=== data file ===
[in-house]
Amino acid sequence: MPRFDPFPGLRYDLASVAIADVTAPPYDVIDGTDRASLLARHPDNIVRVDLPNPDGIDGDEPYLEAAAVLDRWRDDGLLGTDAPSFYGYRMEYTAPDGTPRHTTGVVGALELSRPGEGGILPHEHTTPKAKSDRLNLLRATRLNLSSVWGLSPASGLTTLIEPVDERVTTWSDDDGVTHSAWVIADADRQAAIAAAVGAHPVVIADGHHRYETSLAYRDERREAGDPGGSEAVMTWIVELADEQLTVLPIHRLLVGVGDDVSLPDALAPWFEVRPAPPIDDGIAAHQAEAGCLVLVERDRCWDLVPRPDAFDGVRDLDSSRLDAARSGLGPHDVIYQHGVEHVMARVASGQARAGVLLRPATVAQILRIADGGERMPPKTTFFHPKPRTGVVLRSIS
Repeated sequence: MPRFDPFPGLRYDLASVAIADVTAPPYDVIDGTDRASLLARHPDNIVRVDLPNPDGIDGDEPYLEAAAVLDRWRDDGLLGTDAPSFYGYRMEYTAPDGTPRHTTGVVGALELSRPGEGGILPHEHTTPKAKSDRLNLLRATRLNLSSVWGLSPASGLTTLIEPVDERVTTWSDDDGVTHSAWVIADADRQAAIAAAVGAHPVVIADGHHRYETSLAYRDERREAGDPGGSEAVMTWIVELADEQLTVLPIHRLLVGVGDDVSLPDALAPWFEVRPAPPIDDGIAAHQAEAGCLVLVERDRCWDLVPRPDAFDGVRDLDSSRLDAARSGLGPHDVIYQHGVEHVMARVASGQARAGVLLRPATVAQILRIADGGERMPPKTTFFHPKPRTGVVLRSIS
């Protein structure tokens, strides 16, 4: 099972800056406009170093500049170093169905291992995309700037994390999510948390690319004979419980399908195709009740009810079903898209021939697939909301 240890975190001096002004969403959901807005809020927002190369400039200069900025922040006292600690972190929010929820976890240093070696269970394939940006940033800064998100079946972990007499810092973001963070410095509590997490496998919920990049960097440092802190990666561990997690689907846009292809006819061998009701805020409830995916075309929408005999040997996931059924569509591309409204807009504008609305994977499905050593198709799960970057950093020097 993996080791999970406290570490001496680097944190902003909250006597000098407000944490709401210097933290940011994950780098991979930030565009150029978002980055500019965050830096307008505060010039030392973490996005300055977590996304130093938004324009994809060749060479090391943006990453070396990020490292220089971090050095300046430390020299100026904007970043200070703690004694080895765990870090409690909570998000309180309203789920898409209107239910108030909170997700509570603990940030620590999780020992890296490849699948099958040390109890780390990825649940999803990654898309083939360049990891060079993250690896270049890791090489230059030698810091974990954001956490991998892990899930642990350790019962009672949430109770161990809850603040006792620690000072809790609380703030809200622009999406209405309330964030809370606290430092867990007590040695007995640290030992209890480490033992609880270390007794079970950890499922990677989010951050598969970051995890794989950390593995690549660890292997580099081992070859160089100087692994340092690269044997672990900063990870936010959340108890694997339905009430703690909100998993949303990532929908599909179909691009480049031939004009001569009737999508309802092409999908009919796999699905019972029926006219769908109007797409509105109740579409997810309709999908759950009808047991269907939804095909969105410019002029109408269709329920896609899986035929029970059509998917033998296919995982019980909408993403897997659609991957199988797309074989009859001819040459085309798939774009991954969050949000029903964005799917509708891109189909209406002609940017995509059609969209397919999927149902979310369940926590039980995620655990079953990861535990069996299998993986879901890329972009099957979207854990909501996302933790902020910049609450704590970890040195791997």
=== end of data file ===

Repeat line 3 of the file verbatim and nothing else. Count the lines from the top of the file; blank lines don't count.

Repeated sequence: MPRFDPFPGLRYDLASVAIADVTAPPYDVIDGTDRASLLARHPDNIVRVDLPNPDGIDGDEPYLEAAAVLDRWRDDGLLGTDAPSFYGYRMEYTAPDGTPRHTTGVVGALELSRPGEGGILPHEHTTPKAKSDRLNLLRATRLNLSSVWGLSPASGLTTLIEPVDERVTTWSDDDGVTHSAWVIADADRQAAIAAAVGAHPVVIADGHHRYETSLAYRDERREAGDPGGSEAVMTWIVELADEQLTVLPIHRLLVGVGDDVSLPDALAPWFEVRPAPPIDDGIAAHQAEAGCLVLVERDRCWDLVPRPDAFDGVRDLDSSRLDAARSGLGPHDVIYQHGVEHVMARVASGQARAGVLLRPATVAQILRIADGGERMPPKTTFFHPKPRTGVVLRSIS